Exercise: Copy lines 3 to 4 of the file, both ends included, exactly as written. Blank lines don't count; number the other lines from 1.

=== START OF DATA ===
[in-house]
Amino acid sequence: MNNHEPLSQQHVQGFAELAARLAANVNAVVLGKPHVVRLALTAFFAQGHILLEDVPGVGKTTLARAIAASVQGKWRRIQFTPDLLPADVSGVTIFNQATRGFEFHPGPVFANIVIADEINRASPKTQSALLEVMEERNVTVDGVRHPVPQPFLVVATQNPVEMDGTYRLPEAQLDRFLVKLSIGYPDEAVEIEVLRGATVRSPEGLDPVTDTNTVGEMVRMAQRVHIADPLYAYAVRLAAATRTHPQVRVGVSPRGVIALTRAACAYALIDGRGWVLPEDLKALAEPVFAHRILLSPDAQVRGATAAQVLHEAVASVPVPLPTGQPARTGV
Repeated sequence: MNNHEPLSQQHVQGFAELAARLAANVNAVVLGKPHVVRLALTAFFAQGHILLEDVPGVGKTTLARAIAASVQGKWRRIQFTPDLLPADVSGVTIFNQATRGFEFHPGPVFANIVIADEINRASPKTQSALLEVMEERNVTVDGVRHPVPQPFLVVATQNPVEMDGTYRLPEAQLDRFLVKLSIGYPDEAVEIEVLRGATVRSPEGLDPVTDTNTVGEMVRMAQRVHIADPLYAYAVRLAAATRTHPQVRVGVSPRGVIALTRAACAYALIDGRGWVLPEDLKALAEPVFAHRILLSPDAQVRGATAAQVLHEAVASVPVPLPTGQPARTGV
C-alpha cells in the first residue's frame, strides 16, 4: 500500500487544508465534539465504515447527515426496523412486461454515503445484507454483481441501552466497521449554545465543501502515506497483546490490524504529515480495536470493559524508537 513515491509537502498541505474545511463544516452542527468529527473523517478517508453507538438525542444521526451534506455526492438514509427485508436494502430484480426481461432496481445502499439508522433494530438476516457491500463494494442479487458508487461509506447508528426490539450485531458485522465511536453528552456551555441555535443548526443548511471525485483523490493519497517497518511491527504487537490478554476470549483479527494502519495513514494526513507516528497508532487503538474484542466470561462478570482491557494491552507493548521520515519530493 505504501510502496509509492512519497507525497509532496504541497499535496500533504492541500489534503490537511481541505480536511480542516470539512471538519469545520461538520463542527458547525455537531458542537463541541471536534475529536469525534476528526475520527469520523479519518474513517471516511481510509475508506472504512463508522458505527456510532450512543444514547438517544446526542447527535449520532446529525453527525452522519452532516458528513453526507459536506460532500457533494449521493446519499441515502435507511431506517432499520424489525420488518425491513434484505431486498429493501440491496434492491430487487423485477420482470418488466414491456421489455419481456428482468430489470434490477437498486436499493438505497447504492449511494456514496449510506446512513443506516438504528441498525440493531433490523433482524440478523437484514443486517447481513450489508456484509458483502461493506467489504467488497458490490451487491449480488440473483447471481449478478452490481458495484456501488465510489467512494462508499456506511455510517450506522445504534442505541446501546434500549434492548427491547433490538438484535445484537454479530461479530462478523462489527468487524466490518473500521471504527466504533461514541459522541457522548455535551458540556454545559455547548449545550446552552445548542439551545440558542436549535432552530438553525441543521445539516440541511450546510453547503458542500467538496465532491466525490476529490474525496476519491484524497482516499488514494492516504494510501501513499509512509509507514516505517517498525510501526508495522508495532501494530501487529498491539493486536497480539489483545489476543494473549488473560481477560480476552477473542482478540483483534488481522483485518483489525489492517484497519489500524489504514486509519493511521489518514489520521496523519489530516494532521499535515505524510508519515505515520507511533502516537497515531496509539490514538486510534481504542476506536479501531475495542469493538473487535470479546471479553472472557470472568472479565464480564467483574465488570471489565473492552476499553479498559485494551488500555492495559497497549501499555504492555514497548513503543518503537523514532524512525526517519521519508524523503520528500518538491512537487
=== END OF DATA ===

Repeated sequence: MNNHEPLSQQHVQGFAELAARLAANVNAVVLGKPHVVRLALTAFFAQGHILLEDVPGVGKTTLARAIAASVQGKWRRIQFTPDLLPADVSGVTIFNQATRGFEFHPGPVFANIVIADEINRASPKTQSALLEVMEERNVTVDGVRHPVPQPFLVVATQNPVEMDGTYRLPEAQLDRFLVKLSIGYPDEAVEIEVLRGATVRSPEGLDPVTDTNTVGEMVRMAQRVHIADPLYAYAVRLAAATRTHPQVRVGVSPRGVIALTRAACAYALIDGRGWVLPEDLKALAEPVFAHRILLSPDAQVRGATAAQVLHEAVASVPVPLPTGQPARTGV
C-alpha cells in the first residue's frame, strides 16, 4: 500500500487544508465534539465504515447527515426496523412486461454515503445484507454483481441501552466497521449554545465543501502515506497483546490490524504529515480495536470493559524508537 513515491509537502498541505474545511463544516452542527468529527473523517478517508453507538438525542444521526451534506455526492438514509427485508436494502430484480426481461432496481445502499439508522433494530438476516457491500463494494442479487458508487461509506447508528426490539450485531458485522465511536453528552456551555441555535443548526443548511471525485483523490493519497517497518511491527504487537490478554476470549483479527494502519495513514494526513507516528497508532487503538474484542466470561462478570482491557494491552507493548521520515519530493 505504501510502496509509492512519497507525497509532496504541497499535496500533504492541500489534503490537511481541505480536511480542516470539512471538519469545520461538520463542527458547525455537531458542537463541541471536534475529536469525534476528526475520527469520523479519518474513517471516511481510509475508506472504512463508522458505527456510532450512543444514547438517544446526542447527535449520532446529525453527525452522519452532516458528513453526507459536506460532500457533494449521493446519499441515502435507511431506517432499520424489525420488518425491513434484505431486498429493501440491496434492491430487487423485477420482470418488466414491456421489455419481456428482468430489470434490477437498486436499493438505497447504492449511494456514496449510506446512513443506516438504528441498525440493531433490523433482524440478523437484514443486517447481513450489508456484509458483502461493506467489504467488497458490490451487491449480488440473483447471481449478478452490481458495484456501488465510489467512494462508499456506511455510517450506522445504534442505541446501546434500549434492548427491547433490538438484535445484537454479530461479530462478523462489527468487524466490518473500521471504527466504533461514541459522541457522548455535551458540556454545559455547548449545550446552552445548542439551545440558542436549535432552530438553525441543521445539516440541511450546510453547503458542500467538496465532491466525490476529490474525496476519491484524497482516499488514494492516504494510501501513499509512509509507514516505517517498525510501526508495522508495532501494530501487529498491539493486536497480539489483545489476543494473549488473560481477560480476552477473542482478540483483534488481522483485518483489525489492517484497519489500524489504514486509519493511521489518514489520521496523519489530516494532521499535515505524510508519515505515520507511533502516537497515531496509539490514538486510534481504542476506536479501531475495542469493538473487535470479546471479553472472557470472568472479565464480564467483574465488570471489565473492552476499553479498559485494551488500555492495559497497549501499555504492555514497548513503543518503537523514532524512525526517519521519508524523503520528500518538491512537487